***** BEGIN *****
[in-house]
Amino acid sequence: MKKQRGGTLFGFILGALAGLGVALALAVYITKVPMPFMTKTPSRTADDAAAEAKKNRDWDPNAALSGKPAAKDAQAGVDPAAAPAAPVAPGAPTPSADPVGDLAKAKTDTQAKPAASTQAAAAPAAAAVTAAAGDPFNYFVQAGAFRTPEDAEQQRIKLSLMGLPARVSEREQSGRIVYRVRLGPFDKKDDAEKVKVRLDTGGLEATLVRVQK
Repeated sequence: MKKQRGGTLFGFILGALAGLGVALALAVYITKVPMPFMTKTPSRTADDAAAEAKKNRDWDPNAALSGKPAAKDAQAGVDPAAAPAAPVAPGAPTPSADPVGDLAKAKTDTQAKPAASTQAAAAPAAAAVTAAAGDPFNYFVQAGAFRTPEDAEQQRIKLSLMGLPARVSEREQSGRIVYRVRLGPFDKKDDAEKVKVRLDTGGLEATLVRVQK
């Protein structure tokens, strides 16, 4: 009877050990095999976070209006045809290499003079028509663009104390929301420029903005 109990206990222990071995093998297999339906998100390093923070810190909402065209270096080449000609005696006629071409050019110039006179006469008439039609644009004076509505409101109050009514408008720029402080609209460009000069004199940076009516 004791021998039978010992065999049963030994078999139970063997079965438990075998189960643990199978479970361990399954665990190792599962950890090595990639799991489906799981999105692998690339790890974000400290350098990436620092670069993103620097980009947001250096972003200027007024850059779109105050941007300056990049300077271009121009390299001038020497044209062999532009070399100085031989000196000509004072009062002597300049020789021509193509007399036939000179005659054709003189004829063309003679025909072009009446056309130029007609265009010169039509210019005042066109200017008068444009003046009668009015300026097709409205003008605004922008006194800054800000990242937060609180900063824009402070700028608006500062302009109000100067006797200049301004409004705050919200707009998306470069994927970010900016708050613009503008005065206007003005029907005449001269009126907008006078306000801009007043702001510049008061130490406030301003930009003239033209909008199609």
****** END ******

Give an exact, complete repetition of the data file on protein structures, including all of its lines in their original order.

[in-house]
Amino acid sequence: MKKQRGGTLFGFILGALAGLGVALALAVYITKVPMPFMTKTPSRTADDAAAEAKKNRDWDPNAALSGKPAAKDAQAGVDPAAAPAAPVAPGAPTPSADPVGDLAKAKTDTQAKPAASTQAAAAPAAAAVTAAAGDPFNYFVQAGAFRTPEDAEQQRIKLSLMGLPARVSEREQSGRIVYRVRLGPFDKKDDAEKVKVRLDTGGLEATLVRVQK
Repeated sequence: MKKQRGGTLFGFILGALAGLGVALALAVYITKVPMPFMTKTPSRTADDAAAEAKKNRDWDPNAALSGKPAAKDAQAGVDPAAAPAAPVAPGAPTPSADPVGDLAKAKTDTQAKPAASTQAAAAPAAAAVTAAAGDPFNYFVQAGAFRTPEDAEQQRIKLSLMGLPARVSEREQSGRIVYRVRLGPFDKKDDAEKVKVRLDTGGLEATLVRVQK
């Protein structure tokens, strides 16, 4: 009877050990095999976070209006045809290499003079028509663009104390929301420029903005 109990206990222990071995093998297999339906998100390093923070810190909402065209270096080449000609005696006629071409050019110039006179006469008439039609644009004076509505409101109050009514408008720029402080609209460009000069004199940076009516 004791021998039978010992065999049963030994078999139970063997079965438990075998189960643990199978479970361990399954665990190792599962950890090595990639799991489906799981999105692998690339790890974000400290350098990436620092670069993103620097980009947001250096972003200027007024850059779109105050941007300056990049300077271009121009390299001038020497044209062999532009070399100085031989000196000509004072009062002597300049020789021509193509007399036939000179005659054709003189004829063309003679025909072009009446056309130029007609265009010169039509210019005042066109200017008068444009003046009668009015300026097709409205003008605004922008006194800054800000990242937060609180900063824009402070700028608006500062302009109000100067006797200049301004409004705050919200707009998306470069994927970010900016708050613009503008005065206007003005029907005449001269009126907008006078306000801009007043702001510049008061130490406030301003930009003239033209909008199609």